The Autobiography Of William Carlos Williams
Nonfiction by William Carlos Williams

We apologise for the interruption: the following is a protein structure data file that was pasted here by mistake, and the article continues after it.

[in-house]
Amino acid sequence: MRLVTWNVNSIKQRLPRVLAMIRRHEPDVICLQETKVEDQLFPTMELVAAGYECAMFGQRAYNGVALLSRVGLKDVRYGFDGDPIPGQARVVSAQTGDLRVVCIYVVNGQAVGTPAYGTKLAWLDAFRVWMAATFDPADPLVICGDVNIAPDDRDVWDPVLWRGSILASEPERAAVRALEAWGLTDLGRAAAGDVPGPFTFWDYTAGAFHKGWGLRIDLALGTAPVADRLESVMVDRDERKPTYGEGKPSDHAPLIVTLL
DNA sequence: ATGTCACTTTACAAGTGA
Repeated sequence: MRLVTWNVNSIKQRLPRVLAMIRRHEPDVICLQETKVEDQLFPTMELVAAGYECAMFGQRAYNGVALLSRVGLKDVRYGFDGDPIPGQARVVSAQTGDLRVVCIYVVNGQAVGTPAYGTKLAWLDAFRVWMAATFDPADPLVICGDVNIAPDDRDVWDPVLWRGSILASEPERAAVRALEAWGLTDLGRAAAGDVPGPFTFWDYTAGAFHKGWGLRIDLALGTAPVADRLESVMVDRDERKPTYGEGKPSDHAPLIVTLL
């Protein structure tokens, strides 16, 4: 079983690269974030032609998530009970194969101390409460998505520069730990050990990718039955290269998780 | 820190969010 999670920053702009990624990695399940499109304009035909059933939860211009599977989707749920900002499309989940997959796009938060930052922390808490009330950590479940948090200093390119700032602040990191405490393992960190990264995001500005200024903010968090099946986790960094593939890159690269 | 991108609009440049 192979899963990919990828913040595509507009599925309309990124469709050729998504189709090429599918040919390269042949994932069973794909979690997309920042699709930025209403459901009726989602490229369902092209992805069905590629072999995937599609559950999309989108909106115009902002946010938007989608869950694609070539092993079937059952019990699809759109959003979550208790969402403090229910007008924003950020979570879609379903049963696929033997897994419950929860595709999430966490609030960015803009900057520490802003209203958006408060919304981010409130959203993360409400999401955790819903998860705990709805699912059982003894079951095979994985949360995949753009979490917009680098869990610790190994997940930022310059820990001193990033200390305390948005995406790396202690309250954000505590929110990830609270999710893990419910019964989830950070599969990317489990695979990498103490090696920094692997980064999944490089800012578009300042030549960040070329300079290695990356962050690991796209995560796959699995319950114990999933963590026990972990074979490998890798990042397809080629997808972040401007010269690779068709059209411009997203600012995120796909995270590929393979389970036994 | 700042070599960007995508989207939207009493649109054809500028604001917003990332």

William Carlos Williams’s medical practice and his literary career formed an undivided life. For forty years he was a busy doctor in the town of Rutherford, New Jersey, and yet he was able to write more than thirty books. One of the finest chapters in this Autobiography tells how each of his two roles stimulated and supported the other. We meet in these pages many of Williams’s friends: he writes with discerning frankness of the poets H.D., Ezra Pound, and Marianne Moore; of the artists Charles Demuth, Marsden Hartley, Charles Sheeler, and the photographer Alfred Stieglitz; and there are fine portraits of the writers who congregated in Paris in the Twenties: Joyce, Hemingway, Gertrude Stein, and Ford Madox Ford. The Autobiography is an unpretentious book; it reads much as Williams talked––spontaneously and often with a special kind of salty humor. But it is a very human story, glowing with warmth and sensitivity. It brings us close to a rare man and lets us share his affectionate concern for the people to whom he ministered, body and soul, through a long rich life as physician and writer.